Turkey has dominated my social media feeds this week, reminding me that (yay!) I had leftovers from our big feasts squirrelled away in the depths of the freezer. (I always roast a larger bird than we actually need, so there’s plenty.) Roasted turkey is infinitely useful – beyond the requisite sandwiches, for which I make an extra batch of Parker House rolls or Julia Child’s sandwich bread, it can be used in curries and casseroles, cheesy baked dishes and croquettes. (And of course soup, with all that stock.) Any meat that has been roasted on the bone tends to have more flavour, and having it pre-cooked is like having your own homemade convenience food, all ready to go. So when the Turkey Farmers of Canada asked me to come up with a few new ideas this season, and I was happy to oblige.

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Meat on a stick. Anything beefy that can be eaten with your fingers and dragged through tangy-spicy peanut sauce I’m on board with. This is what happened recently when I dug through the deep freeze in search of something that could be cooked quickly. Occasionally I have a flash of insight, picking up beef when it’s on sale and quickly hacking it up and freezing it in a bag of marinade while we unload the groceries. A marinade can be anything, really – often I just go to town with an open fridge, pouring in OJ, soy sauce, sesame oil, ginger and garlic, something sweet like honey or brown sugar, something acidic like lime juice or balsamic. Plain yogurt that needs using up makes a good vehicle for flavours and spices, even a lob of curry paste. I try to convince myself it’s a good idea to label before tossing it in the freezer to marinate while in stasis, and the resulting package lies inContinue reading

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Apologies for the plain photo, but this is what real life looks like – W was hungry (OK, we all were), and to be honest I didn’t plan to share this until I got several requests on Instagram. People like sloppy lentils! It was a last minute, just-drove-home-from-Edmonton-and-rummaged-through-the-freezer dinner, with a small handful of red lentils thrown in to boost fibre and other good things. Dry split red lentils cook quickly and mask themselves perfectly, soaking up the sweet-vinegary flavours of sloppy Joe sauce – no one has a clue they’re there. (If you like, you could use canned brown lentils instead – they work just as well.)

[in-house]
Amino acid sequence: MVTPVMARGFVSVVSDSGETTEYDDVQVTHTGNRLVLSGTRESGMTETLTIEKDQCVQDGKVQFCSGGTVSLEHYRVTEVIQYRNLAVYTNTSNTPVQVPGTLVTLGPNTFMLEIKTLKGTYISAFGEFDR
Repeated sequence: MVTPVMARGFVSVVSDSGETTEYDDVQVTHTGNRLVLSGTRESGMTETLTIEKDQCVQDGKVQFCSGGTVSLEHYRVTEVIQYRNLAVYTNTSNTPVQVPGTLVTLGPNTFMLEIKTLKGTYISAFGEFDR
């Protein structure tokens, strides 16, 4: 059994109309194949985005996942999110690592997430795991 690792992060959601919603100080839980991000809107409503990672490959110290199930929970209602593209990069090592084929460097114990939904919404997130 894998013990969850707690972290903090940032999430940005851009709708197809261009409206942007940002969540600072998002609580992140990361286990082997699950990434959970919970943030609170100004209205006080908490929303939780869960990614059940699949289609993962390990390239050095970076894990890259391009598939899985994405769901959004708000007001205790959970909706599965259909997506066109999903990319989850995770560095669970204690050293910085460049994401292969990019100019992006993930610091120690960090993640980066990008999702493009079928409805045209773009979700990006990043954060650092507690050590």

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I’ve never been one to build dinner around a large meaty foundation, adding pots of starches and veggies to simmer on the side – I like things all together, not least of all because cooking everything in one big pot minimizes dishes. The thing about soups and stews and other one-pot wonders is that they’re all – stewy. Which is fine, but I firmly believe and will shout from the rooftops (does anyone ever do this?) that roasting is the best cooking method of anything ever, particularly vegetables. I can’t think of a vegetable that isn’t at its crunchy-sticky-caramelized best roasted: tomatoes? Yup. Broccoli? For sure. Squash? Obv. Cauliflower? Totally. But here’s the beauty: you can roast chicken thighs in about the same amount of time it takes to roast veggies. On the same pan. Spreading them out on a sheet rather than tucking them into a deep roasting pan allows the heat to circulate, which means they’ll roast instead of steam. And if theyContinue reading

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Beef stew was, sadly at the time, a staple of our childhood. My mom would buy stewing beef and my dad, clearly unaware of the benefits of cooking such cuts low and slow, would brown the meat, add tomatoes and potatoes and green things and serve it up for dinner – and it was a long, meaty chew. Nowadays, I appreciate the flavour potential of inexpensive cuts of beef – and I love a good dark, sticky braise. A recipe that calls for a few hours’ cooking time sounds daunting, but dishes like beef stew and carbonnade can be slid into the oven after school and be done by dinnertime. Of course, starting with the proper cut of beef is important, which is why so many people panic in the meat aisle, why Mike dreads me sending him to the store with vague cuts of beef on his list, and why having a good butcher is a very good thing. But when there isn’t someoneContinue reading

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